The story of Babel is the best metaphor I have found for what happened to America in the 2010s, and for the fractured country we now inhabit. Something went terribly wrong, very suddenly. We are disoriented, unable to speak the same language or recognize the same truth. We are cut off from one another and from the past.He thinks that the dysfunction is permanent, but has a few suggestions:
It’s been clear for quite a while now that red America and blue America are becoming like two different countries claiming the same territory, with two different versions of the Constitution, economics, and American history. But Babel is not a story about tribalism; it’s a story about the fragmentation of everything. It’s about the shattering of all that had seemed solid, the scattering of people who had been a community. It’s a metaphor for what is happening not only between red and blue, but within the left and within the right, as well as within universities, companies, professional associations, museums, and even families.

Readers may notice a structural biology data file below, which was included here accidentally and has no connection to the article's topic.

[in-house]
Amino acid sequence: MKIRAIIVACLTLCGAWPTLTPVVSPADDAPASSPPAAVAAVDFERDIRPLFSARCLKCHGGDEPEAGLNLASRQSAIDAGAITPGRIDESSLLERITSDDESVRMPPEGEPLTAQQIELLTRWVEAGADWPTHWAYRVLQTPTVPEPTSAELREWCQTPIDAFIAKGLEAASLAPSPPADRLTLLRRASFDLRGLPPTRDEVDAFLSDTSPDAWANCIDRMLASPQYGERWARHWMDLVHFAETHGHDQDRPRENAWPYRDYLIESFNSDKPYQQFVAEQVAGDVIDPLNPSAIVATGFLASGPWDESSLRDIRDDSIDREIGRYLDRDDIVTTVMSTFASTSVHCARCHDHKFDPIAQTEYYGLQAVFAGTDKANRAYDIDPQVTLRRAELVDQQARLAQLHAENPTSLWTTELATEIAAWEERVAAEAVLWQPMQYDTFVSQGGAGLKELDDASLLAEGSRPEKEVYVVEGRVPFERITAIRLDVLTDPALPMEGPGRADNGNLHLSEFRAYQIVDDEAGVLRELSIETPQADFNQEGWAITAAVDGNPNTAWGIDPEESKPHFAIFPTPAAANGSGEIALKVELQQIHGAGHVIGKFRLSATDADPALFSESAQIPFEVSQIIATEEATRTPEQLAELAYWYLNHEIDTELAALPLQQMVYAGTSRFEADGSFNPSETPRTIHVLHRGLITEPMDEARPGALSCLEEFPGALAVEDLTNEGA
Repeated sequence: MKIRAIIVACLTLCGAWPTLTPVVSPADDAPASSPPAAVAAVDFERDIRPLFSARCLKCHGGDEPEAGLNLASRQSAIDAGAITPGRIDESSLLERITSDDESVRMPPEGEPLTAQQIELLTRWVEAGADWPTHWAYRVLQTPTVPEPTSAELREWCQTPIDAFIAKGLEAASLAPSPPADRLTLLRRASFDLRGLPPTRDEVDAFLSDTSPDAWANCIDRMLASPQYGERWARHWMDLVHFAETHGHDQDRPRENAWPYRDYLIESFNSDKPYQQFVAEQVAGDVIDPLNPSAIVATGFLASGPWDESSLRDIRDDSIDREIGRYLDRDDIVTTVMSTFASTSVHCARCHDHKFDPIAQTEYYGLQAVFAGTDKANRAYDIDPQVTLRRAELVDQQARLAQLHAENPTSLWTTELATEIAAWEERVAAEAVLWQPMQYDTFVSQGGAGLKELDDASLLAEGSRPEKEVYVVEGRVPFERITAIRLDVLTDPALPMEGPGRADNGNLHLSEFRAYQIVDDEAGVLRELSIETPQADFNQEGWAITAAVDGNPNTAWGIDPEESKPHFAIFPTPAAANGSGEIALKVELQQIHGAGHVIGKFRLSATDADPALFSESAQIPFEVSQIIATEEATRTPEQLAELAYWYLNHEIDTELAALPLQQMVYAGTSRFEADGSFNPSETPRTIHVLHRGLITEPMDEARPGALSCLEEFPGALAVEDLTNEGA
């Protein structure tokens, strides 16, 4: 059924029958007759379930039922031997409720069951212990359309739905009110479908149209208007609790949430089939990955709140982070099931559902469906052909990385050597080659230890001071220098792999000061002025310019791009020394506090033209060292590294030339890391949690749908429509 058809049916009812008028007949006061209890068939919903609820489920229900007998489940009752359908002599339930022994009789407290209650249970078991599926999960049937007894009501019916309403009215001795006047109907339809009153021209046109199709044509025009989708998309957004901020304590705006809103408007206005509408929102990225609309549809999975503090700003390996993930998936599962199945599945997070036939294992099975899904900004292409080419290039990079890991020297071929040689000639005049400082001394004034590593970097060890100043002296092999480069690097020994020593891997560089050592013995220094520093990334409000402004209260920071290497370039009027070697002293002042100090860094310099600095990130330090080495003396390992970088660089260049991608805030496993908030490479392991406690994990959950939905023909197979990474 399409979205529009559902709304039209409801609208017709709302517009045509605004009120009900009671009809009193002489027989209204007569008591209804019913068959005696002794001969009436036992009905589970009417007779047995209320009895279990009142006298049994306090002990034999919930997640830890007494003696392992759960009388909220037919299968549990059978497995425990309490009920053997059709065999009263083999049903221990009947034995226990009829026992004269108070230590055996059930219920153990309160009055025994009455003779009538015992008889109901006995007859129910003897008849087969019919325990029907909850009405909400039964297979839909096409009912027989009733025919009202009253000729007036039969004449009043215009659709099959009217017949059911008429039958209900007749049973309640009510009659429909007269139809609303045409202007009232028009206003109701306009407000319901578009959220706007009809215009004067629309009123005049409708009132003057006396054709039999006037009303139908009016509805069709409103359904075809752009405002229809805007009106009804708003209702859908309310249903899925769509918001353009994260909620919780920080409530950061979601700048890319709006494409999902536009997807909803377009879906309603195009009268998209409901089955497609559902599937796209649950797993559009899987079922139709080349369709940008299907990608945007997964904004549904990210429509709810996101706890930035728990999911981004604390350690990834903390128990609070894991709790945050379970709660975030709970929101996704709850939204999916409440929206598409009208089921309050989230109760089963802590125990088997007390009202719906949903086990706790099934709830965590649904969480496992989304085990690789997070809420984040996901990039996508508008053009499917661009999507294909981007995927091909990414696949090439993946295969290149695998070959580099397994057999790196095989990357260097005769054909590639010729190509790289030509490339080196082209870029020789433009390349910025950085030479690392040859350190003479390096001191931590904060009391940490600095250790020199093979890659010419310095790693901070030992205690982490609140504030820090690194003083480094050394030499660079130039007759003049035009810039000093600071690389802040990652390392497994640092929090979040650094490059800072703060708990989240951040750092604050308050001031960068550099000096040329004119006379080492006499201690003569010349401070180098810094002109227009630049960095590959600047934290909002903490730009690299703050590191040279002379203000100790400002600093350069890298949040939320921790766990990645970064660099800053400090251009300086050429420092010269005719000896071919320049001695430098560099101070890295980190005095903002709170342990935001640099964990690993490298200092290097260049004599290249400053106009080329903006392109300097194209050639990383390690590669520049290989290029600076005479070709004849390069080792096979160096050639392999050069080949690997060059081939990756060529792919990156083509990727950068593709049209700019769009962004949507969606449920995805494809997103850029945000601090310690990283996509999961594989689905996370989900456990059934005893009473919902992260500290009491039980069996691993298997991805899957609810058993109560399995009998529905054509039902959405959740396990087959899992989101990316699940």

More generally, to prepare the members of the next generation for post-Babel democracy, perhaps the most important thing we can do is let them out to play. Stop starving children of the experiences they most need to become good citizens: free play in mixed-age groups of children with minimal adult supervision. Every state should follow the lead of Utah, Oklahoma, and Texas and pass a version of the Free-Range Parenting Law that helps assure parents that they will not be investigated for neglect if their 8- or 9-year-old children are spotted playing in a park. With such laws in place, schools, educators, and public-health authorities should then encourage parents to let their kids walk to school and play in groups outside, just as more kids used to do.It is bizarre how kids are not allowed to play in the park anymore.